• FBI Director Continues His Attack On Technology, Privacy And Encryption
    • New Zealand Police Raid Home Of Reporter Who Embarrassed Gov’t Officials & Was Working On Snowden Documents

      Over at The Intercept, Glenn Greenwald and Ryan Gallagher note that Hager was also working with them on some Snowden documents as they concerned what was happening in New Zealand. As you may recall, right before the election, Greenwald had used some Snowden documents to show that Prime Minister Key had lied about mass surveillance — leading Key to petulantly lash out with ad hominems at Greenwald, referring to him as a “loser.” Greenwald made it clear that they would likely be revealing more about New Zealand’s activities — and now wonders if that might be another reason why Hager was raided, once the government figured out who Greenwald was working with.

    • Police in Washington, DC Are Using the Secretive ‘Stingray’ Cell Phone Tracking Tool

      Back in 2003, the Metropolitan Police Department (MPD) in Washington, DC was awarded a $260,000 grant from the Department of Homeland Security (DHS) to purchase surveillance technology called Stingray — a contraption the size of a suitcase that simulates a cell phone tower and intercepts mobile phone calls and text messages.

    • Chinese government launches man-in-middle attack against iCloud

      GreatFire.org, a group that monitors censorship by the Chinese government’s national firewall system (often referred to as the “Great Firewall”), reports that China is using the system as part of a man-in-the-middle (MITM) attack on users of Apple’s iCloud service within the country. The attacks come as Apple begins the official rollout of the iPhone 6 and 6 Plus on the Chinese mainland.

    • Who’s Lying About Whisper?

      The denials are strong, but 1 & 2 above can’t both be true. That means someone is lying, and based on what I’ve seen so far, and looking at who has what incentives, that someone is Whisper.

      The additional information about Whisper working with the Department of Defense, and likely the Chinese government, are also huge stories on their own.

    • RT interview about GCHQ

      Here is my recent inter­view on RT dis­cuss­ing the UK listen­ing post, GCHQ, its pros­ti­tu­tion to America’s NSA, and the fail­ure of oversight…

  • Civil Rights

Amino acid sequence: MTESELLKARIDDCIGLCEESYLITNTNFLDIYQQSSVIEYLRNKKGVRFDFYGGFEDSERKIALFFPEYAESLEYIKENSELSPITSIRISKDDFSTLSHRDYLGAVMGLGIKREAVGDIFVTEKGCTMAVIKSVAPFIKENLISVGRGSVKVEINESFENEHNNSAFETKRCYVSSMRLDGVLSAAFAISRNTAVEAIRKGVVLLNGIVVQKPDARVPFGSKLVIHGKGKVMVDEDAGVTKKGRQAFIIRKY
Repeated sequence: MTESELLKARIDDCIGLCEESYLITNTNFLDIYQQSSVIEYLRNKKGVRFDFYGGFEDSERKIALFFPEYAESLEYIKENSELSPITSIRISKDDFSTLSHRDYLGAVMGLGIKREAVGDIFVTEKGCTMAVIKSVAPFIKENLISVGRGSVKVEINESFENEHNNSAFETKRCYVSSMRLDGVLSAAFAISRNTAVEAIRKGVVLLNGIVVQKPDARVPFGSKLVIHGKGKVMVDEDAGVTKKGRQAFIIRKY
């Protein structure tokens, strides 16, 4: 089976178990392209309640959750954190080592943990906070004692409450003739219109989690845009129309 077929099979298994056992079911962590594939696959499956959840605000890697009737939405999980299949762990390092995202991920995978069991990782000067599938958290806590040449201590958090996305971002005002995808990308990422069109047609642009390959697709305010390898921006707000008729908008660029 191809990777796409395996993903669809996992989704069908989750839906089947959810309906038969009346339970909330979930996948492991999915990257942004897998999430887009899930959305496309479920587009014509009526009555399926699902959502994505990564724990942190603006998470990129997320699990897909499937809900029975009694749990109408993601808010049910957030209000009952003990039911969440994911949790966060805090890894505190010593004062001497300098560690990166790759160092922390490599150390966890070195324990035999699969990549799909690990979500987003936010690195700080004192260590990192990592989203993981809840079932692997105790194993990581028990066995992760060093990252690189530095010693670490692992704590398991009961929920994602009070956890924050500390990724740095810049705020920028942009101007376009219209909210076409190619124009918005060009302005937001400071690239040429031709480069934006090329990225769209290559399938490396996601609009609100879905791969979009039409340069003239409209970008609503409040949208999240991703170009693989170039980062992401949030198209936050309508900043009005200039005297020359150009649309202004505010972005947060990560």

• FF Launches Updated Know Your Rights Guide

      If the police come knocking at your door, the constitution offers you some protection. But the constitution is just a piece of paper—if you don’t know how to assert your rights. And even if you do assert your rights…what happens next? That answer may seem complicated, but protecting yourself is simple if you know your rights.

    • Know Your Rights
    • Police Officer Blames Everyone Else But Police Officers For The Public’s General Distrust Of Law Enforcement

      The cop who always laid a few extra licks on an “uncooperative” arrestee still does so… only there’s a good chance the punches/baton swings/taser bursts have been captured on “tape.” The cop who always performed a little extracurricular searching during routine traffic stops continues to do so… only now he’s being served with civil rights lawsuits and the dashcam recording of his illegal efforts is splashed all over the news thanks to the plaintiff’s lawyer.

      If the public no longer implicitly trusts the police to be the “good guys,” the problem isn’t the public. It’s the cops who take money from citizens just because local laws say they can. It’s the multiple agencies who feel the only way to handle the drug problem is as violently as possible. It’s cops who shoot people’s pets, rather than allow the animals’ owners to restrain them. It’s officers who constantly “fear for their lives” endangering the lives of citizens around them with careless use of deadly force. This is what’s changed the public’s perception of law enforcement. Sure, some of it may be based on bad info and careless hyperbole, but a majority of the damage done to the reputation of law enforcement has been inflicted by the officers themselves.